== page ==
Boxed in: the challenge of ‘dual diagnosis’
Intended for healthcare professionals
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Boxed in: the challenge of ‘dual diagnosis’

Bruce Wallace Senior Lecturer, University of Luton

People with a learning disability are entitled to access all specialist services as needed. But Bruce Wallace argues that many people with a learning disability and a concurrent mental health problem are not diagnosed and with no appropriate care

It is only relatively recently that mental health and mental illness have entered the conscious thought of learning disability practitioners in the context of service provision and staff development. Recognising that people with a learning disability may be exhibiting signs associated with a mental health problem or mental illness rather than related to their learning disability has clear implications for their carers, both personal and professional. An inspection of a range of literature on this area reveals a clear lack of information on the incidence of mental illness in people with a learning disability judged by the wide parameters of ‘guesstimates’, including:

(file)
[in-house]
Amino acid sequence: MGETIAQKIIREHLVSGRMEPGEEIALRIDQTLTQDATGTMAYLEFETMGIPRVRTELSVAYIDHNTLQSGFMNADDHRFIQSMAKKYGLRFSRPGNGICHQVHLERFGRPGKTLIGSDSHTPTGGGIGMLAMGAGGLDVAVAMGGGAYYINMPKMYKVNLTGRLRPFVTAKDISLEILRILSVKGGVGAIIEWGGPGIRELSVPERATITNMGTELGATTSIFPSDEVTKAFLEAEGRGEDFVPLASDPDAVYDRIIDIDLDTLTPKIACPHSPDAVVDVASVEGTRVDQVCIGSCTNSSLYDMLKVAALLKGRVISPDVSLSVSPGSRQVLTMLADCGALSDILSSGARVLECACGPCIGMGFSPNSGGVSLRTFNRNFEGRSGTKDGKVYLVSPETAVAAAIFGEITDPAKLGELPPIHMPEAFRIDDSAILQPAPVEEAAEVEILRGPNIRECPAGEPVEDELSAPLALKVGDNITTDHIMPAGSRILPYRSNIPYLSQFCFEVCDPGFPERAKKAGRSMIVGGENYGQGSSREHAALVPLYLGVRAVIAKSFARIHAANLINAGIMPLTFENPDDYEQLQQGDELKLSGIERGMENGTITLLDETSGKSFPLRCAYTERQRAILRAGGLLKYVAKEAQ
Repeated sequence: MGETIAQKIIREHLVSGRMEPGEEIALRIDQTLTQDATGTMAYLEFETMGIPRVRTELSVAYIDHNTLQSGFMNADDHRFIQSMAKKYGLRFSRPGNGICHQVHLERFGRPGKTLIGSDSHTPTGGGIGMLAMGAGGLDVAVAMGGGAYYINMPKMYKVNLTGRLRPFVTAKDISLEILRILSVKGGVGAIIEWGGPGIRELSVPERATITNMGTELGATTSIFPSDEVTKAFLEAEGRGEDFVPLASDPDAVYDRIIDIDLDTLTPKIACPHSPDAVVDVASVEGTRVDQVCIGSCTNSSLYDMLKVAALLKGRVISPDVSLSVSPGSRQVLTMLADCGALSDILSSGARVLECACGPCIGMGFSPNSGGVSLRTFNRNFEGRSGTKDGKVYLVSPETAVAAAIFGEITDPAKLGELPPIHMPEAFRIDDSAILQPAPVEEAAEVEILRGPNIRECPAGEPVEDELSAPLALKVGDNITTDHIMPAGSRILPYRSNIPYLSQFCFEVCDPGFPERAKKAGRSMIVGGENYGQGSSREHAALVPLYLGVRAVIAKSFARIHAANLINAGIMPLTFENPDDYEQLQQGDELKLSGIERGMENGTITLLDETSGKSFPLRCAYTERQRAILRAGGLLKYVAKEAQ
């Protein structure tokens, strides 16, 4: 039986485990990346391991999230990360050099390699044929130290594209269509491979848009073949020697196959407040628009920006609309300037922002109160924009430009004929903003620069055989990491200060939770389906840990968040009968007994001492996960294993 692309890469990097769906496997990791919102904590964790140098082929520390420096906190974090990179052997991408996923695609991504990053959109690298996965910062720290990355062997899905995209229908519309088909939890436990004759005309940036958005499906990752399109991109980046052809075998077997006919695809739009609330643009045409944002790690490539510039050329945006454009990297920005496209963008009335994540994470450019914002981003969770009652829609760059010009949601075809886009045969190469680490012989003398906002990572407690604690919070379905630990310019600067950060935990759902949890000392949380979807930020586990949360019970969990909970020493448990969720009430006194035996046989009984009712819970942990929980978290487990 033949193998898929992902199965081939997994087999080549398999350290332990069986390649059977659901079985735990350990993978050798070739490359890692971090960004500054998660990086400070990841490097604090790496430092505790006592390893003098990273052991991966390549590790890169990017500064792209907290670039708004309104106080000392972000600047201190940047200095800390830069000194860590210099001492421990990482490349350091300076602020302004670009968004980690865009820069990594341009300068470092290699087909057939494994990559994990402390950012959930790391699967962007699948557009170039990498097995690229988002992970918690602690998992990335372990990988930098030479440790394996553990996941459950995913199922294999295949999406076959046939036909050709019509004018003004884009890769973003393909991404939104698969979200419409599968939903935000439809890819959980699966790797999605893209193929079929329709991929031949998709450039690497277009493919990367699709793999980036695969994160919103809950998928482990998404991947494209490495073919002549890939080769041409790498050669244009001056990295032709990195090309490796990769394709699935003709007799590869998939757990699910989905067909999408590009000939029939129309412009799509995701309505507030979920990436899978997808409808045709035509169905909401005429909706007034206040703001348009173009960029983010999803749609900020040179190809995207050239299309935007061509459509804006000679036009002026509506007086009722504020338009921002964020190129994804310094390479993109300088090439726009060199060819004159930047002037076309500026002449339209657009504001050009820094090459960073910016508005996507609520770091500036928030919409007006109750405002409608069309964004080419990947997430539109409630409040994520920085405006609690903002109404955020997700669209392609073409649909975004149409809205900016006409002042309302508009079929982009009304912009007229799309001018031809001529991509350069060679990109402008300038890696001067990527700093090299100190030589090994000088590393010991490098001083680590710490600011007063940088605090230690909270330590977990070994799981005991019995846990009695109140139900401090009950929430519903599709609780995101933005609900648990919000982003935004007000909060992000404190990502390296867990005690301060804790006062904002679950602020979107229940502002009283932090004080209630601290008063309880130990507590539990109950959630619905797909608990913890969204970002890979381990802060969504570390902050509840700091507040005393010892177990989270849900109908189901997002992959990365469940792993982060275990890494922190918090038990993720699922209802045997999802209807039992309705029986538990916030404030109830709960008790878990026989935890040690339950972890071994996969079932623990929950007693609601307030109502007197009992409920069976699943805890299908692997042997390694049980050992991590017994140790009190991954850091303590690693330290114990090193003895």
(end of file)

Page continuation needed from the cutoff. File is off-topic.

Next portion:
Learning Disability Practice. 5, 3, 24-26. doi: 10.7748/ldp2002.05.5.4.24.c1483

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